The internet’s historical archive wants to build a back up site in Canada to protect itself from Donald Trump
Donald Trump won’t be sworn in as US President until January, but one major internet organization is already making back-up plans, literally.
The Internet Archive, a San Francisco non-profit that maintains one of the world’s largest library of cached web sites, said on Tuesday that it was planning to create a copy of its archives in Canada, out of the reach of the incoming US government.
“On November 9th in America, we woke up to a new administration promising radical change. It was a firm reminder that institutions like ours, built for the long-term, need to design for change,” Brewster Kahle, founder of the Internet Archive wrote in a blog post published on Tuesday.
“For us, it means keeping our cultural materials safe, private and perpetually accessible. It means preparing for a Web that may face greater restrictions.”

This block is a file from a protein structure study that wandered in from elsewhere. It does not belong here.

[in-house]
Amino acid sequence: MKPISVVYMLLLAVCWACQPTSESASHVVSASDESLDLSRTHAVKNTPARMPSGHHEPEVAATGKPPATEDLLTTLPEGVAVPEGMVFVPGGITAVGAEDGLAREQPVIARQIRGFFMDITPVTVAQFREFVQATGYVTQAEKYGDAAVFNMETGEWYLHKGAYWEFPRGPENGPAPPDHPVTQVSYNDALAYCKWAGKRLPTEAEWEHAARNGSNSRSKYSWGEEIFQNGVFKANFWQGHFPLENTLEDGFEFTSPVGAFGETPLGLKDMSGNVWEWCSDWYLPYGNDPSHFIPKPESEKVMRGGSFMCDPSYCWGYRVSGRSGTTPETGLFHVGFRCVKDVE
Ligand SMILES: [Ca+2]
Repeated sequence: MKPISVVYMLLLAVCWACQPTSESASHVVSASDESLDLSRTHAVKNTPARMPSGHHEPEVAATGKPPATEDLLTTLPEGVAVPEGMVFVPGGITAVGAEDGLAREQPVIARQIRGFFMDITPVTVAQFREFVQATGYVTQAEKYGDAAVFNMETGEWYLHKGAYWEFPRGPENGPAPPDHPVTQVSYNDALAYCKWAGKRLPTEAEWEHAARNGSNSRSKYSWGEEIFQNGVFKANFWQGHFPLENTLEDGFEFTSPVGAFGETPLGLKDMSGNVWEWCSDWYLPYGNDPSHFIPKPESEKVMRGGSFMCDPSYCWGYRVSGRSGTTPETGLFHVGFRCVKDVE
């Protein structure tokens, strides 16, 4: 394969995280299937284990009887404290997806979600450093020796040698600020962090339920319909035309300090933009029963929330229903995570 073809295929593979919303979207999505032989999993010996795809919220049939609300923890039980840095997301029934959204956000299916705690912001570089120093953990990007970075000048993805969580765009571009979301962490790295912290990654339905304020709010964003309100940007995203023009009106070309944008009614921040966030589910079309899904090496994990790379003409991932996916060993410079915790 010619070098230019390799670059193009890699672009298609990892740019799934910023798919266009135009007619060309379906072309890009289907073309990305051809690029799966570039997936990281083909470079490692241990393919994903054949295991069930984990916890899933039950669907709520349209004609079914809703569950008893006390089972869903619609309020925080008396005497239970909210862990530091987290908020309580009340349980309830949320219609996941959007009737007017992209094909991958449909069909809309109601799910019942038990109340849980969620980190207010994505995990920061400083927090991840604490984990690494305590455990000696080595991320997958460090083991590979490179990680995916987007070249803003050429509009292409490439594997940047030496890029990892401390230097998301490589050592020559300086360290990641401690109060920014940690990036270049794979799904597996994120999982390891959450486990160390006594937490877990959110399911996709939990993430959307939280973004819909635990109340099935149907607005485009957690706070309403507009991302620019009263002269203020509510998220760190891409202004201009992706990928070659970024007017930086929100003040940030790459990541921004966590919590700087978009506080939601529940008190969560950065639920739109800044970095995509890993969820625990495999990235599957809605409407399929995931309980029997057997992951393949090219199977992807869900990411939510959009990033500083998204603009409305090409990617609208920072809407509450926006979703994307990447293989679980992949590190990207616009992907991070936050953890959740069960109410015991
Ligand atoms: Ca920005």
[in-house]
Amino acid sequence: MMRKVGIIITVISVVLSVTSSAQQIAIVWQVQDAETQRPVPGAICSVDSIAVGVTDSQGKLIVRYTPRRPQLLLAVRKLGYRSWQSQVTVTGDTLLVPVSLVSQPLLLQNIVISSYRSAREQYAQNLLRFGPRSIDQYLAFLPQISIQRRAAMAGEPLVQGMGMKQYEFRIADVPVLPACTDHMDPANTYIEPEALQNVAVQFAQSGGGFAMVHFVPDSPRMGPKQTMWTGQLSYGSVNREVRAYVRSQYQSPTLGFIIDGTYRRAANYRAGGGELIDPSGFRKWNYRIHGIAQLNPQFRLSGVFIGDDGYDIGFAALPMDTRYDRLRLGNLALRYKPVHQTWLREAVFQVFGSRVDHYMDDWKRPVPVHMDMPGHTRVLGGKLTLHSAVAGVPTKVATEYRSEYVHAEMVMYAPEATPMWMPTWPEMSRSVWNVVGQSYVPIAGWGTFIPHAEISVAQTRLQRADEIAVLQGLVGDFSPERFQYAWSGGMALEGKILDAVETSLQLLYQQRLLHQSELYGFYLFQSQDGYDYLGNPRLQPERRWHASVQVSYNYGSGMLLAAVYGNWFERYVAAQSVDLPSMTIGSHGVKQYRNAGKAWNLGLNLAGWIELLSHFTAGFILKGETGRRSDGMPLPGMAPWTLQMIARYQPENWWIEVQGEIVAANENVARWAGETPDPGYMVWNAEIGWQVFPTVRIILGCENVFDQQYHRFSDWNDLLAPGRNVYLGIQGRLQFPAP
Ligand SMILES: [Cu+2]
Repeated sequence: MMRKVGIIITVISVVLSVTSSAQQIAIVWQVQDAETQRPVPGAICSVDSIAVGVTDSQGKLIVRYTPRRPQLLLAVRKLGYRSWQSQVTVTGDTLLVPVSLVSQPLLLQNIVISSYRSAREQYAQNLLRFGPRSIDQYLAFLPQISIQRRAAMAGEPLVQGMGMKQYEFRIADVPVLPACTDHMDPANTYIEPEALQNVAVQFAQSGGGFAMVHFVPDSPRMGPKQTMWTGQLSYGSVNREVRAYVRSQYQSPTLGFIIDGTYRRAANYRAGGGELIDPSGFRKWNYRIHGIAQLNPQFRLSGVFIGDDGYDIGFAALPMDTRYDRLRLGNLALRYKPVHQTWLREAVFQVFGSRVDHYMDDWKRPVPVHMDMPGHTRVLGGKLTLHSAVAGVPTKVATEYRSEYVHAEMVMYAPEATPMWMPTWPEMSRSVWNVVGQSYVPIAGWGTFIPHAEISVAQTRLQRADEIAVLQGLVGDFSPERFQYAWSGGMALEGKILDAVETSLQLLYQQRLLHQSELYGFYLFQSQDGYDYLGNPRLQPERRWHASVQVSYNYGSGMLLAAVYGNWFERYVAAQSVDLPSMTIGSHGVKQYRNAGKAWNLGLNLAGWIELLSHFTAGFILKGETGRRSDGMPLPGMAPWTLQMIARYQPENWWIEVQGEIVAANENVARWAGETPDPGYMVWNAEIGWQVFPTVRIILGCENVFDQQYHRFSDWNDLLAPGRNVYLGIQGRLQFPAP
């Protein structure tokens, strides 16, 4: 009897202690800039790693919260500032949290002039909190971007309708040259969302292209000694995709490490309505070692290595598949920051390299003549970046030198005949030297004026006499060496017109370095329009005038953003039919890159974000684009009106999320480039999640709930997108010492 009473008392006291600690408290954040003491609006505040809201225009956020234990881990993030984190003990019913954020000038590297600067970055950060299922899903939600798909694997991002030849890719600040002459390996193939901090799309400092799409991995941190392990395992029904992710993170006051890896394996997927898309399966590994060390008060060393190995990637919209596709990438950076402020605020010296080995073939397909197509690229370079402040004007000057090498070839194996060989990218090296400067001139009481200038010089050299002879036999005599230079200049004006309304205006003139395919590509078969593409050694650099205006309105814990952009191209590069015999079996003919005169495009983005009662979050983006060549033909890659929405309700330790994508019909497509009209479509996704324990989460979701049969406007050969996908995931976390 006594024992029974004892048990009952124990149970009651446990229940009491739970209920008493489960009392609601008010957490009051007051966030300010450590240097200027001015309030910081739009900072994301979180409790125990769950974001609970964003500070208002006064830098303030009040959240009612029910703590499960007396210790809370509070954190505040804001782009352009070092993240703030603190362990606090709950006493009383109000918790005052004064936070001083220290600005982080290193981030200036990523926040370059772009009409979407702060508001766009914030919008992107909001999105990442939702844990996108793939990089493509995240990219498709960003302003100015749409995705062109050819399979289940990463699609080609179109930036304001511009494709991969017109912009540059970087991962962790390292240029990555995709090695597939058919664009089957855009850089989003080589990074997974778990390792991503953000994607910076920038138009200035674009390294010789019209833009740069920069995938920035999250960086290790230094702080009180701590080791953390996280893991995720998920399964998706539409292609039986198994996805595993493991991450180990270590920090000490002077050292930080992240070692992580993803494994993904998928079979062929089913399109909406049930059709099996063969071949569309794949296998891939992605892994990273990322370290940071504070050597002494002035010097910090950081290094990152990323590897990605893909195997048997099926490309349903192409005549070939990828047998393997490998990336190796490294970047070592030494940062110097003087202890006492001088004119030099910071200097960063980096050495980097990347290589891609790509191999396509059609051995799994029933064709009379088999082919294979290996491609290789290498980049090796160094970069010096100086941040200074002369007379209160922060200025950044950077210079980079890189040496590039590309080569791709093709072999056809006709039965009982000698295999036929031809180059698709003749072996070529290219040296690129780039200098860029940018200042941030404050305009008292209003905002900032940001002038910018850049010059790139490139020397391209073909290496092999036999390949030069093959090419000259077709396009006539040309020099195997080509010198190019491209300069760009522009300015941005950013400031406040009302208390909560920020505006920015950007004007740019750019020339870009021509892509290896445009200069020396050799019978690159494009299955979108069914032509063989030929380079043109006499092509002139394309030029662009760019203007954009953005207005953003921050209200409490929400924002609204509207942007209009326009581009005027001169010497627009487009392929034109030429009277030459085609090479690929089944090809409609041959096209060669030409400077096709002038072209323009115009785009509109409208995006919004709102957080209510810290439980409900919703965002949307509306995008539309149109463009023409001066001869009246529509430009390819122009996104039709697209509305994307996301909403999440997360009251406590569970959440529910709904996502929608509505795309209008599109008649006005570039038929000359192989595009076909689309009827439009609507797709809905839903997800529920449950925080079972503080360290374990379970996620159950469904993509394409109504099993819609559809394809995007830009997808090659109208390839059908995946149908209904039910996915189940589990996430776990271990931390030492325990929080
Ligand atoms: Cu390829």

You might know the Internet Archive because of the Wayback Machine, or the most common way for people to find old copies of websites dating back as much as 20 years. The organization also maintains a massive collection of political TV ads and e-books.
Trump’s views on free speech have raised worries among many people, and he has said he’d like to “open up” libel laws so he can punish journalists who write negative things about him.
Presumably, if the Internet Archive had a Canada-based operation, controversial documents would stay online in the event that US censorship laws became more restrictive under Trump. Kahle also points to the possibility that government surveillance may increase under a Trump administration as another reason for the move.
“Throughout history, libraries have fought against terrible violations of privacy—where people have been rounded up simply for what they read.”
Kahle said the plan to build a copy of the internet archive in Canada will cost “millions” and he asked supporters to donate money to help fund the effort.
“We still need to pay for the increasing costs of servers, staff and rent,” Kahle wrote.